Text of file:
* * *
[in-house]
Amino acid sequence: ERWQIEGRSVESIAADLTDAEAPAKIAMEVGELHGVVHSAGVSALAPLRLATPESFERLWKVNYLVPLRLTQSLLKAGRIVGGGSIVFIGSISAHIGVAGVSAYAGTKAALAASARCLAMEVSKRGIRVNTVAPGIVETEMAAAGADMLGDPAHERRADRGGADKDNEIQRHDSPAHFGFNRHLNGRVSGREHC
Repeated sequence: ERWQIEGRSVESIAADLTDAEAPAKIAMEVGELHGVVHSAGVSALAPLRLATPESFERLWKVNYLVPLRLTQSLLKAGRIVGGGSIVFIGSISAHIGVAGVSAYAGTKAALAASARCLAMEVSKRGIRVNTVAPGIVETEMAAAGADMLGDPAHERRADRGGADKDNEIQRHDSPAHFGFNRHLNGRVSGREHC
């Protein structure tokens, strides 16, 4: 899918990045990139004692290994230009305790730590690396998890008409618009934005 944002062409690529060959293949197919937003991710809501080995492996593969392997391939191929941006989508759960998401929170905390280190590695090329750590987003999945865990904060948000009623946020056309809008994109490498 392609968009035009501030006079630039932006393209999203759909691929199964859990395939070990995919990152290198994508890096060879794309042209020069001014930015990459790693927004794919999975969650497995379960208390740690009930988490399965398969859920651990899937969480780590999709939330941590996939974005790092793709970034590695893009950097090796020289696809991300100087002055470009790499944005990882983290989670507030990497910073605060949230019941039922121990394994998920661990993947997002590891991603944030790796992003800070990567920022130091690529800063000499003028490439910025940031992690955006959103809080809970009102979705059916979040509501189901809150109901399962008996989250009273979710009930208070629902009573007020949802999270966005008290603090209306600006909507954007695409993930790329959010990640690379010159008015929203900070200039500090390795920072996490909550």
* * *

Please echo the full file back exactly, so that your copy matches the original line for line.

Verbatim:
[in-house]
Amino acid sequence: ERWQIEGRSVESIAADLTDAEAPAKIAMEVGELHGVVHSAGVSALAPLRLATPESFERLWKVNYLVPLRLTQSLLKAGRIVGGGSIVFIGSISAHIGVAGVSAYAGTKAALAASARCLAMEVSKRGIRVNTVAPGIVETEMAAAGADMLGDPAHERRADRGGADKDNEIQRHDSPAHFGFNRHLNGRVSGREHC
Repeated sequence: ERWQIEGRSVESIAADLTDAEAPAKIAMEVGELHGVVHSAGVSALAPLRLATPESFERLWKVNYLVPLRLTQSLLKAGRIVGGGSIVFIGSISAHIGVAGVSAYAGTKAALAASARCLAMEVSKRGIRVNTVAPGIVETEMAAAGADMLGDPAHERRADRGGADKDNEIQRHDSPAHFGFNRHLNGRVSGREHC
């Protein structure tokens, strides 16, 4: 899918990045990139004692290994230009305790730590690396998890008409618009934005 944002062409690529060959293949197919937003991710809501080995492996593969392997391939191929941006989508759960998401929170905390280190590695090329750590987003999945865990904060948000009623946020056309809008994109490498 392609968009035009501030006079630039932006393209999203759909691929199964859990395939070990995919990152290198994508890096060879794309042209020069001014930015990459790693927004794919999975969650497995379960208390740690009930988490399965398969859920651990899937969480780590999709939330941590996939974005790092793709970034590695893009950097090796020289696809991300100087002055470009790499944005990882983290989670507030990497910073605060949230019941039922121990394994998920661990993947997002590891991603944030790796992003800070990567920022130091690529800063000499003028490439910025940031992690955006959103809080809970009102979705059916979040509501189901809150109901399962008996989250009273979710009930208070629902009573007020949802999270966005008290603090209306600006909507954007695409993930790329959010990640690379010159008015929203900070200039500090390795920072996490909550």